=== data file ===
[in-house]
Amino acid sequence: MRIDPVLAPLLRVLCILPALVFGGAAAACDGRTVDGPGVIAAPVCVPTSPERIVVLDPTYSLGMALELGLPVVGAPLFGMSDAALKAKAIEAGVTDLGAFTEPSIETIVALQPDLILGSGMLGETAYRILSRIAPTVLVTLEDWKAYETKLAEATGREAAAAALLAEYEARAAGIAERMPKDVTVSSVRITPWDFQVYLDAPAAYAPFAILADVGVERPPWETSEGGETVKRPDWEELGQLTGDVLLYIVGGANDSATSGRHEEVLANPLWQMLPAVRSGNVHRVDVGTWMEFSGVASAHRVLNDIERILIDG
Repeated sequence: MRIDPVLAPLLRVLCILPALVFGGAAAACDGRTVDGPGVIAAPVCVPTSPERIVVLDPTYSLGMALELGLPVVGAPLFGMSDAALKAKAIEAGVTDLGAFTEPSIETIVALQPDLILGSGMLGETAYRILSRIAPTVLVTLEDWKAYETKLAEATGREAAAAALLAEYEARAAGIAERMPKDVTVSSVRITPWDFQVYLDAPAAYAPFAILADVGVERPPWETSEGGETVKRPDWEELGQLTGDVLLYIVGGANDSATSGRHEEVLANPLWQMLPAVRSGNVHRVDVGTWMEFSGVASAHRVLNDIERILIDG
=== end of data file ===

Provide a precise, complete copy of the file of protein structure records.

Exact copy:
[in-house]
Amino acid sequence: MRIDPVLAPLLRVLCILPALVFGGAAAACDGRTVDGPGVIAAPVCVPTSPERIVVLDPTYSLGMALELGLPVVGAPLFGMSDAALKAKAIEAGVTDLGAFTEPSIETIVALQPDLILGSGMLGETAYRILSRIAPTVLVTLEDWKAYETKLAEATGREAAAAALLAEYEARAAGIAERMPKDVTVSSVRITPWDFQVYLDAPAAYAPFAILADVGVERPPWETSEGGETVKRPDWEELGQLTGDVLLYIVGGANDSATSGRHEEVLANPLWQMLPAVRSGNVHRVDVGTWMEFSGVASAHRVLNDIERILIDG
Repeated sequence: MRIDPVLAPLLRVLCILPALVFGGAAAACDGRTVDGPGVIAAPVCVPTSPERIVVLDPTYSLGMALELGLPVVGAPLFGMSDAALKAKAIEAGVTDLGAFTEPSIETIVALQPDLILGSGMLGETAYRILSRIAPTVLVTLEDWKAYETKLAEATGREAAAAALLAEYEARAAGIAERMPKDVTVSSVRITPWDFQVYLDAPAAYAPFAILADVGVERPPWETSEGGETVKRPDWEELGQLTGDVLLYIVGGANDSATSGRHEEVLANPLWQMLPAVRSGNVHRVDVGTWMEFSGVASAHRVLNDIERILIDG